Q-School Is Wie’s Only Option
Wednesday - September 17, 2008
Michelle Wie’s decision to enter Q-School is a smart move. In fact, it is one of the few intelligent decisions she has made since she turned pro three years ago. After ignoring coaches and convention, and dismissing any suggestion that her celebrity-driven, me-first approach to golf advancement was not the best way to go, she has finally come down to earth to dabble among mere mortals.
At least for the time being. May the gods of Olympus smile upon her.
This week, in Rancho Mirage, Calif., against 164 other hopefuls, she will attempt to relaunch her stalled career by doing what ego and business interests wouldn’t let her do - begin small and build experience, confidence and victories before jetting off to win at Augusta. If she finishes among the top 30 and ties at the sectional, she will move on to the final qualifying tournament at Daytona Beach for 90 holes of grinding, nonstop stress.
Just what the impetus was to make such a decision after years of ignoring the advice of others more knowledgeable remains mostly unsaid. Her ever-present father spoke about her having no other alternatives. If that is the case and she is only making this decision because she has run out of options, it’s a rather sad commentary on her approach to the game.
Her coach, David Ledbetter, and even such noteworthy ball-strikers as Annika Sorenstam, Tiger Woods and Jack Nicklaus agreed that her plan of attack was greatly flawed. But she refused to listen. The feeling was, it seems, while it may have been necessary for the aforementioned athletes to develop an amateur game and to flit around at minor tournaments before being good enough to take on bigger competition, “Team Wie” was above such meager pursuits. The world was her oyster and everyone would just have to get used to it.
Unfortunately for the Stanford freshman, the goodwill has vanished and all that remains is the memory of bad behavior and poor performance.
Michelle was, and remains, a great talent and a big star. The fact that she hasn’t won a tournament since the age of 13 was of no concern. Represented by Hollywood image makers and directed by headline-chasing parents, she seemed content to cash her multiple endorsement checks while displaying boorish behavior as she mindlessly insulted sponsors, players and tournament hosts, and the world waited for her to win, or at least, to compete.
Truth be told, the LPGA didn’t do her or the tour any favors by altering its eligibility rules to allow her to play in tournaments such as the 2005 McDonald’s LPGA Championship.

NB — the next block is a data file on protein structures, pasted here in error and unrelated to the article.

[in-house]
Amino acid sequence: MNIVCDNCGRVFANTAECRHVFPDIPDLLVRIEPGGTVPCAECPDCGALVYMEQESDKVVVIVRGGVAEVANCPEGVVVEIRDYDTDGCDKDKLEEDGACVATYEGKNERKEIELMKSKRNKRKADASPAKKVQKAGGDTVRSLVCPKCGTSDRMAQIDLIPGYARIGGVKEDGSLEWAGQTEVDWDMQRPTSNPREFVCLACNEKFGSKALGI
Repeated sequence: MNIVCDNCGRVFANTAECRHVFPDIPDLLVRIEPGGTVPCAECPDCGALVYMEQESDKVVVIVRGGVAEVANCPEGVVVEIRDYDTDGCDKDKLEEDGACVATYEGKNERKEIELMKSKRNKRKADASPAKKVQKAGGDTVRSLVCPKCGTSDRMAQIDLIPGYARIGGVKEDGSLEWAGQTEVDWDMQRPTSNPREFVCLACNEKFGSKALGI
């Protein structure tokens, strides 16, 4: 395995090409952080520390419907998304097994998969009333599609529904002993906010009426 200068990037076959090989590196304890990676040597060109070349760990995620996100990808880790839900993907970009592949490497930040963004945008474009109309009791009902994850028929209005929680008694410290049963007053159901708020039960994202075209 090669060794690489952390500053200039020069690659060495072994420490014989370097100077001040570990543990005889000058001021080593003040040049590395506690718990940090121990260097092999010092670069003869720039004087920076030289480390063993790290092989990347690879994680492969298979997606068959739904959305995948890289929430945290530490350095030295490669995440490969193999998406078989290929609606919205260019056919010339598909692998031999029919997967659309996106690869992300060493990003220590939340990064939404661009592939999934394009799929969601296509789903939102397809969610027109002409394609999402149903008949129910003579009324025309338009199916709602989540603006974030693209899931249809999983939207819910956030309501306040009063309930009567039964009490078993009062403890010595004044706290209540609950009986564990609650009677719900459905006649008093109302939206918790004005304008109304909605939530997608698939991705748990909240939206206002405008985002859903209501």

Most interesting is that what once had been the biggest concern about her career, that she was following in the footsteps of another young, attractive and talented athlete who made millions at the same time failing in her primary occupation, now seems like a smart course of action. If she chooses to take it.
In the late 1990s, Anna Kournikova was the poster child of the spoiled athlete who demanded special treatment regardless of poor performance. It didn’t hurt that she could really fill out a tennis outfit. Yeeowww! Fast forward a decade and the now 27-year-old is still wealthy and famous, but has dumped her high-maintenance attitude for one of maturity and community involvement. She is an ambassador and fundraiser for the Boys and Girls Club and helped open the first such center in Tijuana, Mexico.
Wie still has a ton of talent. We’ve seen glimpses this year, but without being able to play on a consistent, weekly basis she has not been able to continue the necessary development that will allow her to contend, or to at least make the cut. In seven LPGA tournaments this year - one fewer than the number of exemptions allowable for a non-member - she has missed three cuts, was famously disqualified for failing to sign her scorecard at the State Farm Classic and finished no higher than a tie for 12th, at the Canadian Women’s Open. She did, however, finish sixth in the Ladies German Open, albeit against less-than-stellar competition.
With all her difficulties it’s amazing to think that just three years ago she had three top-five finishes in the tour’s four majors. It’s not hard to imagine such success in the future if she takes the time to correctly develop her game.
With her looks, ethnic makeup, distance off the tee and an improved personality, Wie can still become a standard bearer of her sport and one who can positively affect its global growth. This is the first step. Making it through the grueling test that is Q-School will do much to improve her game and image around the clubhouse. And if she can rediscover the fluid swing she abandoned in search for more distance, then 2008 could be a very successful year. As it is, this year - and this week - is a very important one.
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